Rus­sian hack­ers ex­ploited an­tivirus soft­ware

U.S. cy­ber ca­pa­bil­i­ties stolen from NSA em­ployee’s home com­puter

The Mercury News Weekend - - NEWS - By Ellen Nakashima and Jack Gil­lum

Rus­sian govern­ment hack­ers lifted de­tails of U.S. cy­ber ca­pa­bil­i­ties from a Na­tional Se­cu­rity Agency em­ployee who was run­ning Rus­sian an­tivirus soft­ware on his com­puter, ac­cord­ing to sev­eral in­di­vid­u­als fa­mil­iar with the mat­ter.

The em­ployee had taken clas­si­fied ma­te­rial home to work on his com­puter, and his use of Kasper­sky Lab an­tivirus soft­ware en- abled Rus­sian hack­ers to see his files, the in­di­vid­u­als said. The case, which dates to 2015 and has not been made public, re­mains un­der in­ves­ti­ga­tion by fed­eral pros­e­cu­tors.

The NSA de­clined to com­ment on the breach, which was first re­ported by the Wall Street Jour­nal.

The em­ployee in­volved was a Viet­namese na­tional who had worked at Tai­lored Ac­cess Op­er­a­tions, the elite hack­ing divi­sion of the NSA that de­vel­ops tools to pen­e­trate com­put- ers over­seas to gather for­eign in­tel­li­gence, said the in­di­vid­u­als, who spoke on con­di­tion of anonymity to dis­cuss an on­go­ing case. He was re­moved from the job in 2015, but was not thought to have taken the ma­te­ri­als for­ma­li­cious pur­poses such as hand­ing them to a for­eign spy agency, they said.

The theft of the ma­te­rial en­abled the Rus­sian govern­ment to more eas­ily de­tect and evade U.S. govern­ment cy­beres­pi­onage op­er­a­tions, thwart de­fen­sive mea­sures and track U.S. ac­tiv­i­ties, the in­di­vid­u­als said. It is the lat­est in a se­ries of dam­ag­ing breaches of the NSA in re­cent years and is among the first con­crete in­di­ca­tions of why the U.S. in­tel­li­gence com­mu­nity be­lieves that Kasper­sky Lab soft­ware op­er­ates as a tool for Rus­sian es­pi­onage.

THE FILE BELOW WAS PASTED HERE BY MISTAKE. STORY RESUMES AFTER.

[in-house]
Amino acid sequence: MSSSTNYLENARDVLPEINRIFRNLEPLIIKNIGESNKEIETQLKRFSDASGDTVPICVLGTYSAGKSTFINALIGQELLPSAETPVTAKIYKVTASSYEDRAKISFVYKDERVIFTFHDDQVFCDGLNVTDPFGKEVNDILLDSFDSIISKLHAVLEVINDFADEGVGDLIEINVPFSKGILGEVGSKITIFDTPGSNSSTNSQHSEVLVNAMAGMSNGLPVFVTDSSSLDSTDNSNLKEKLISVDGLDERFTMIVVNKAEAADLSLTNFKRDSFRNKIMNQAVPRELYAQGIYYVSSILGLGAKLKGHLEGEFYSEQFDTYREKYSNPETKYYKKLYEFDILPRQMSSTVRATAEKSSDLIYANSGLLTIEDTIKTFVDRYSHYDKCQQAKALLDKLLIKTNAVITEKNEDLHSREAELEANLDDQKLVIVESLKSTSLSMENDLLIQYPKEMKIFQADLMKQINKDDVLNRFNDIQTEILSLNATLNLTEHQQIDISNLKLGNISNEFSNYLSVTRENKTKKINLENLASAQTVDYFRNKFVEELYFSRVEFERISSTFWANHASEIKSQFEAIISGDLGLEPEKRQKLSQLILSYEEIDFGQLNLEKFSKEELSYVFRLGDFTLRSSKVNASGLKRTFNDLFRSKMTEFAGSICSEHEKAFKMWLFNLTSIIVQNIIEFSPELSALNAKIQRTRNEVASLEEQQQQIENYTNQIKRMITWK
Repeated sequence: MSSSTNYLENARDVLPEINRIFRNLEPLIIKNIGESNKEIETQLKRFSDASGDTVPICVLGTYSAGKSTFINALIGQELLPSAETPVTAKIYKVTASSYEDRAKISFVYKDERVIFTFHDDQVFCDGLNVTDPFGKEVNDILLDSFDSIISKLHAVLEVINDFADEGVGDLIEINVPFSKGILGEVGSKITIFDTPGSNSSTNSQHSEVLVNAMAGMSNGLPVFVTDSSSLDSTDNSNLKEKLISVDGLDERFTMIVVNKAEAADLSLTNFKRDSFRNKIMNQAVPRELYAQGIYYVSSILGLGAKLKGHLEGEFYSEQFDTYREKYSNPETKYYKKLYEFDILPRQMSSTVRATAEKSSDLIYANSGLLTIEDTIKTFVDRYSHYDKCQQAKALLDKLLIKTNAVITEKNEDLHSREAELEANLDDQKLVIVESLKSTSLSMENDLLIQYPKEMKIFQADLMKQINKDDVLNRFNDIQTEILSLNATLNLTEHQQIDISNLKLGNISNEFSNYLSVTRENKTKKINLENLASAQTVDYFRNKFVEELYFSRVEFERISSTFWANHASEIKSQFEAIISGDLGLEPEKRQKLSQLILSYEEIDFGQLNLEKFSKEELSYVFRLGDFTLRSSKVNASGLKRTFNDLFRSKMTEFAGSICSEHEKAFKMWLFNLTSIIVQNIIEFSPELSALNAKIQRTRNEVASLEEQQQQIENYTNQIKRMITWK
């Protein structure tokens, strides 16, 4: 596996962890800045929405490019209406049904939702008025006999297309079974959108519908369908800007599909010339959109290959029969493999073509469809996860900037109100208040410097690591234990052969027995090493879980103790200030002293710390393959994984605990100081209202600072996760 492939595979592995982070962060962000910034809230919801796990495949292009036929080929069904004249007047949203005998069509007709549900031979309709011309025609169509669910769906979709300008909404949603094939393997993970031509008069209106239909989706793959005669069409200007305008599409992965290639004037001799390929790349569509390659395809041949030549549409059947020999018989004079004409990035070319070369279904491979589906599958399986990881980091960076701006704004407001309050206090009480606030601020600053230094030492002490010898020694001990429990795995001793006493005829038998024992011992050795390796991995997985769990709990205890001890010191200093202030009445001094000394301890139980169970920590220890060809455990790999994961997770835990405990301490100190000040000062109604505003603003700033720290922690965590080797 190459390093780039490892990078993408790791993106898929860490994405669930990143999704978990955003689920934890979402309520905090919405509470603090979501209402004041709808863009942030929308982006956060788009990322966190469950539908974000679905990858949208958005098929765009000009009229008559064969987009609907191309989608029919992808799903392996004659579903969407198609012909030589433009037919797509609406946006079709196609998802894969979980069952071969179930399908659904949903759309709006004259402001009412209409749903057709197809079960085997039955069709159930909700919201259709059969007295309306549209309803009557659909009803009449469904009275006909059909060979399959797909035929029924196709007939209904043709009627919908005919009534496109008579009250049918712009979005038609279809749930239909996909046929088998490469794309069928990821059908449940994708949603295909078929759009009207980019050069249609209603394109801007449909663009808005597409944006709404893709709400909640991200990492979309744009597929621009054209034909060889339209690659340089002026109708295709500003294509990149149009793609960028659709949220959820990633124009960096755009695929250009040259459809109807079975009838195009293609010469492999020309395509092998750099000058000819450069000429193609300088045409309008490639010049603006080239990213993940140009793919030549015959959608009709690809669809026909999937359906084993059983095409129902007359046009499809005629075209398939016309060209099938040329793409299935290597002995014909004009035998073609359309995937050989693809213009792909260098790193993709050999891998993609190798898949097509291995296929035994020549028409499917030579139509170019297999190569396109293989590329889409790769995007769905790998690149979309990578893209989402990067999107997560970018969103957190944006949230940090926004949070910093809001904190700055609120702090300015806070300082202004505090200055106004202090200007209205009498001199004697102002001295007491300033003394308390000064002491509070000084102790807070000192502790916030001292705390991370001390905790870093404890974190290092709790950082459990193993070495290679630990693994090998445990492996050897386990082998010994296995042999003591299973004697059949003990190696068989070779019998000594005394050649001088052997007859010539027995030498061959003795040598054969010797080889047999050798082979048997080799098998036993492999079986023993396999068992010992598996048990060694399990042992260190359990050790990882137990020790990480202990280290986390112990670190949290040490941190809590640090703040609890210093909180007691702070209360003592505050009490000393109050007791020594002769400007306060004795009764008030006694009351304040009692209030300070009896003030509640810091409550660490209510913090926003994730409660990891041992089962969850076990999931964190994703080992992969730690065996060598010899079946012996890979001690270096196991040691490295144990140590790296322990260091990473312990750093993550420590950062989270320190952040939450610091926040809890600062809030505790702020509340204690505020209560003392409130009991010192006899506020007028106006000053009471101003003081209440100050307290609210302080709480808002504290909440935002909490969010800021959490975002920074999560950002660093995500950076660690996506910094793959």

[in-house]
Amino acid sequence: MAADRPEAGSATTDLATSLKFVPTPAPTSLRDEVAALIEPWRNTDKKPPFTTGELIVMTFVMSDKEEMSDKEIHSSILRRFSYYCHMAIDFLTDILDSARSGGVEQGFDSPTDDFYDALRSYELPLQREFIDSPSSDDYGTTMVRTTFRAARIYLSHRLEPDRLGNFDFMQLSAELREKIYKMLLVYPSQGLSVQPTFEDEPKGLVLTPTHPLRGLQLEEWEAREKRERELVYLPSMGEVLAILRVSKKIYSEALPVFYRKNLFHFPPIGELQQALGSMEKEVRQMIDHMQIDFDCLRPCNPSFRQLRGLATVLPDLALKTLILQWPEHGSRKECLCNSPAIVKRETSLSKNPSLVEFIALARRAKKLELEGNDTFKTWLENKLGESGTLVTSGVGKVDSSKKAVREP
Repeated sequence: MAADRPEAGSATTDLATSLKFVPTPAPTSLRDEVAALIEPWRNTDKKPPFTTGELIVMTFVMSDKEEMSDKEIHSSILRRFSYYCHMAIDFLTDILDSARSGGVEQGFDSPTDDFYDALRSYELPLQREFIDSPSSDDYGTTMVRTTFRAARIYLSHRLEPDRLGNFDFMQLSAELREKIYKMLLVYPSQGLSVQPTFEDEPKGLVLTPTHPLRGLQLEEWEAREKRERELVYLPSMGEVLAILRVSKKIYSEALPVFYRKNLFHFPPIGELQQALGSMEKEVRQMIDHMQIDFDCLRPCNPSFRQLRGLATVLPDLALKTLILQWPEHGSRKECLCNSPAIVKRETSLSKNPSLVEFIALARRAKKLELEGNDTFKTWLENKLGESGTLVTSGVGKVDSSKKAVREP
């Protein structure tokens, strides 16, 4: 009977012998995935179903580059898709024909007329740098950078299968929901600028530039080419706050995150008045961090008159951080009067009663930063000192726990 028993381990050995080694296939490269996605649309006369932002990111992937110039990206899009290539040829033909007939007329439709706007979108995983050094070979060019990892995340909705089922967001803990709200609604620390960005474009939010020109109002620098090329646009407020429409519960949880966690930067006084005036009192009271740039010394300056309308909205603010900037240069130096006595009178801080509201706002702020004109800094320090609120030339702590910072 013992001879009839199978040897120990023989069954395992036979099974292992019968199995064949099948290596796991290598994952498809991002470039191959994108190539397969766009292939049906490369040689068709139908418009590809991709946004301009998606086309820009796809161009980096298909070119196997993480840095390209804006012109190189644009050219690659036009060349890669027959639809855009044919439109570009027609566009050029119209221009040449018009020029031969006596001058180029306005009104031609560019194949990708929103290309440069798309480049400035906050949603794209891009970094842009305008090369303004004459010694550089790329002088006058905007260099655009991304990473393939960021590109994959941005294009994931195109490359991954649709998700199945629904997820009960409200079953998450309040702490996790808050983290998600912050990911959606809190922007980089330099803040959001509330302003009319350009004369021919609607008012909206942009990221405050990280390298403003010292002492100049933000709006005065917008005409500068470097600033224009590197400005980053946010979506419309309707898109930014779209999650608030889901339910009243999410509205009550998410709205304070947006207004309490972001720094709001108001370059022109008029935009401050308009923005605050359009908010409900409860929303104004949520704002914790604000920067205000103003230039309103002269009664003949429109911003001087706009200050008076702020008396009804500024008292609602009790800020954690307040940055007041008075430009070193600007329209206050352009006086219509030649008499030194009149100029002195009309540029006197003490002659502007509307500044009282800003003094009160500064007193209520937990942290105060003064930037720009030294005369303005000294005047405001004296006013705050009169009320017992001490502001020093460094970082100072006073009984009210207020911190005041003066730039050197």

The breach “serves as a stark warn­ing - not just to the fed­eral govern­ment, but to states, lo­cal gov­ern­ments and the Amer­i­can public - of the se­ri­ous dan­gers of us­ing Kasper­sky soft­ware,” said Sen. Jeanne Sha­heen, D-N. H., a vocal critic of Kasper­sky who has pushed for the soft­ware’s ban in fed­eral net­works.

The ma­te­rial the em­ployee took in­cluded hack­ing tools he was help­ing to de­velop to re­place oth­ers that were con­sid­ered com­pro­mised fol­low­ing the breach of NSA ma­te­rial by for­mer con­trac­tor Ed­ward Snow­den, said one in­di­vid­ual fa­mil­iar­with the­mat­ter.

The Wash­ing­ton Post re­ported in­Novem­ber that the the em­ployee was re­moved in 2015.

The in­ci­dent un­der­scores the risks of us­ing prod­ucts as seem­ingly in­nocu­ous as an­tivirus soft­ware, which can be ex­ploited for na­tional se­cu­rity pur­poses.

No­tably, the breach did not in­volve for­mer NSA con­trac­tor Harold Martin, who was ar­rested last year af­ter car­ry­ing out­what is said to be the largest theft of clas­si­fied in­for­ma­tion in U.S. his­tory, the in­di­vid­u­als said. Martin pleaded not guilty this year to vi­o­lat­ing the Es­pi­onage Act and is await­ing trial.

The in­tel­li­gence com­mu­nity has long as­sessed that Kasper­sky has ties to the Rus­sian govern­ment. A Rus­sian law re­quires telecom­mu­ni­ca­tions com­pa­nies in the coun­try to pro­vide ac­cess to their net­works. Kasper­sky servers are lo­cated in Moscow, which means that cus­tomer data flow­ing through their servers passes through those same tele­com providers’ net­works, a per­son fa­mil­iar with the mat­ter told The Post.

Kasper­sky Lab said in a state­ment it “does not have in­ap­pro­pri­ate ties to the Rus­sian govern­ment.”

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